How the new coronavirus developed

A health officer (L) screens arriving passengers from China at Changi International airport in Singapore as authorities increased measure against coronavirus.

File: A health officer (L) screens arriving passengers from China at Changi International airport in Singapore as authorities increased measure against coronavirus.

AFP/Roslan Rahman

PARIS - A new coronavirus, a mysterious SARS-like disease, has spread around China and three other Asian countries since first emerging in the central Chinese city of Wuhan.

Here is a timeline from when the alarm was raised to the suspension of trains and planes:

- Alarm raised -

The World Health Organization (WHO) is alerted on 31 December 2019, by the Chinese authorities of a string of pneumonia-like cases in Wuhan, a city of 11 million people.

READ: Europe boosts China flight checks as killer virus spreads

Patients are quarantined and work begins on identifying the origin of the pneumonia.

The US Centers for Disease Control and Prevention (CDC) identifies a seafood market suspected to be at the centre of the outbreak. It is closed on 1 January 2020.

- New coronavirus -

On 9 January, the WHO says that the outbreak in Wuhan was caused by a previously unknown type of coronavirus, which is a broad family ranging from the common cold to more serious illnesses like SARS.

- First death -

The Chinese health authorities say a first person has died of the virus on 11 January. They revise downwards the number of sick people to 41.

- Spreads beyond China -

On 13 January, the virus spreads beyond China's borders for the first time with a case emerging in Thailand, according to the WHO. The victim is a Chinese woman diagnosed with mild pneumonia who was returning from a trip to Wuhan.

READ: China virus toll rises to nine as pandemic fears grow

On 15 January, China's health commission says no human-to-human transmission of the virus behind the Wuhan outbreak has been confirmed so far, but the possibility "cannot be excluded".

The next day a first case of the virus is confirmed in Japan in someone who had stayed in Wuhan in early January.

- US controls -

On 17 January, a second person, a 69-year-old man, dies in Wuhan, according to the authorities.

The same day, the CDC announces that it will begin screening passengers arriving from Wuhan at three airports: San Francisco, New York's JFK and Los Angeles.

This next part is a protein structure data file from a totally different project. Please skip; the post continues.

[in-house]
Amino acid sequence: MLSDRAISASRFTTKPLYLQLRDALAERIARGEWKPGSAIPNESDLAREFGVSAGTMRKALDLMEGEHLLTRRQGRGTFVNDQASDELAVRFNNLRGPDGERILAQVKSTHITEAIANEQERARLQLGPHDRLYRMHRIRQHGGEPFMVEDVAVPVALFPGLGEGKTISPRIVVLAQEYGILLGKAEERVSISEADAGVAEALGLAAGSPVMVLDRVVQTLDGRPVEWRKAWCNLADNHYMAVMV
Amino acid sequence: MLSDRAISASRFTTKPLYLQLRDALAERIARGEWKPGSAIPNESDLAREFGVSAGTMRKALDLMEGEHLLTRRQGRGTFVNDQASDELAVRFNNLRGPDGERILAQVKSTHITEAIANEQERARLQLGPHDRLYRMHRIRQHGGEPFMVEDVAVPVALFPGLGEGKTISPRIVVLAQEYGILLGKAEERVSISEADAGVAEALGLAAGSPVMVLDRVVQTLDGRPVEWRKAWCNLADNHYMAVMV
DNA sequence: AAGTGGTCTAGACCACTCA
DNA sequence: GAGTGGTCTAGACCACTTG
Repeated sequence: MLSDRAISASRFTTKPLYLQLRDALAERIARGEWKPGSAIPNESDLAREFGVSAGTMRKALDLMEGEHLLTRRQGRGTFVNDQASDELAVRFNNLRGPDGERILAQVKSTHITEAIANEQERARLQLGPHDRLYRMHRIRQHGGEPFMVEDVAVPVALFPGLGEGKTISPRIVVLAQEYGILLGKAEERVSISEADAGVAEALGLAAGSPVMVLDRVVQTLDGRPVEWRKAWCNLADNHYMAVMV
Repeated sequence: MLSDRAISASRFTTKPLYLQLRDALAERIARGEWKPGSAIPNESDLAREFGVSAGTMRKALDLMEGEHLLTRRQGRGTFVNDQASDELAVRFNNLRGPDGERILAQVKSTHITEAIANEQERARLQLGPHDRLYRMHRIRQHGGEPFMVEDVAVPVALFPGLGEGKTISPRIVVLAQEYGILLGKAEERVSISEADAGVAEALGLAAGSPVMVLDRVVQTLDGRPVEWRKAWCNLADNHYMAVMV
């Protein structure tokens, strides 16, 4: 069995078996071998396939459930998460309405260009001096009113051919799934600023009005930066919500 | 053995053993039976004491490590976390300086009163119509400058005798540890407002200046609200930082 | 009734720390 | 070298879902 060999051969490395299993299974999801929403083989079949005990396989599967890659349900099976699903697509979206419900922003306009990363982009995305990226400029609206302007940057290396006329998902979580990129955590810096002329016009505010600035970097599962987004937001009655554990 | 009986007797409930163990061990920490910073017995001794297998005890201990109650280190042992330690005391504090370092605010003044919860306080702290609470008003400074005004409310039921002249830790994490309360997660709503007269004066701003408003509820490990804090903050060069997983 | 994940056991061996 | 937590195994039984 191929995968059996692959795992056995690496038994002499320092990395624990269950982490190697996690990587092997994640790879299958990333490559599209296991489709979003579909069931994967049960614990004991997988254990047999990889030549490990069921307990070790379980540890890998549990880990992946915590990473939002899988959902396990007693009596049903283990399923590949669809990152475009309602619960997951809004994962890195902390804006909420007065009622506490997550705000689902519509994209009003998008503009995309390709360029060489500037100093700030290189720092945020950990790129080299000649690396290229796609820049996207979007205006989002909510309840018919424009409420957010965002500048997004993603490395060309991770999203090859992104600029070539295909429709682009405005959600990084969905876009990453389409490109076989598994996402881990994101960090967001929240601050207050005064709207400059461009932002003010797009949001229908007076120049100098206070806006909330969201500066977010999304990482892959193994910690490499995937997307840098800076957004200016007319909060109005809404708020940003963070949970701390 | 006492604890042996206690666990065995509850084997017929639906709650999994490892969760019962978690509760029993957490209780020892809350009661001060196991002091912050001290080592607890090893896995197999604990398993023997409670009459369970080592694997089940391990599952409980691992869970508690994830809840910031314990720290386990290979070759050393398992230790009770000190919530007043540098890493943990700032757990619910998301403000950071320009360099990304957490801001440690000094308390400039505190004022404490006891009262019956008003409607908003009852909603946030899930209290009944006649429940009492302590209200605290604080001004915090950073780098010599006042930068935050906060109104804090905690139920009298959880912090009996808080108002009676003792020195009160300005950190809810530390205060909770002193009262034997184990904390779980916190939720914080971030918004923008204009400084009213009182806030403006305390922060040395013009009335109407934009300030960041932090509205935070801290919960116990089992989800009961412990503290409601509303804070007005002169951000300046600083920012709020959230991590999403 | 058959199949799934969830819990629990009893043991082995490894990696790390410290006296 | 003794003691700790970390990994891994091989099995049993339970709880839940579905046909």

- Human to human transmission confirmed -

On 20 January, a third death and more than 100 new cases are announced in China, sparking concerns ahead of the annual Lunar New Year holiday which begins 25 January and sees hundreds of millions of Chinese people travel nationwide.

The virus is present in Beijing in the north, Shanghai in the east and Shenzhen in the south. More than 200 cases have been recorded. The virus is also detected in South Korea in a Chinese person who has arrived by plane from Wuhan.

READ: China reports 17 new cases of mystery virus

China's President Xi Jinping says that the virus must be "resolutely contained", in his first public comments on the outbreak.

Human-to-human transmission is "affirmative", a top Chinese expert on infectious diseases Zhong Nanshan tells state broadcaster CCTV.

- Trains, planes suspended from Wuhan -

On 22 January European airports from London to Moscow step up checks on flights from Wuhan.

WHO chief Tedros Adhanom Ghebreyesus says he is postponing a decision on whether or not to declare a global health emergency.

READ: Experts warn over scale of China virus

"I have decided to ask the emergency committee to meet again tomorrow to continue their discussion," he said, referring to a group of international experts who met for several hours at the WHO in Geneva on Wednesday.

As Chinese authorities say 17 people have died and more than 500 have been infected, air and rail departures from Wuhan are suspended from 23 January.


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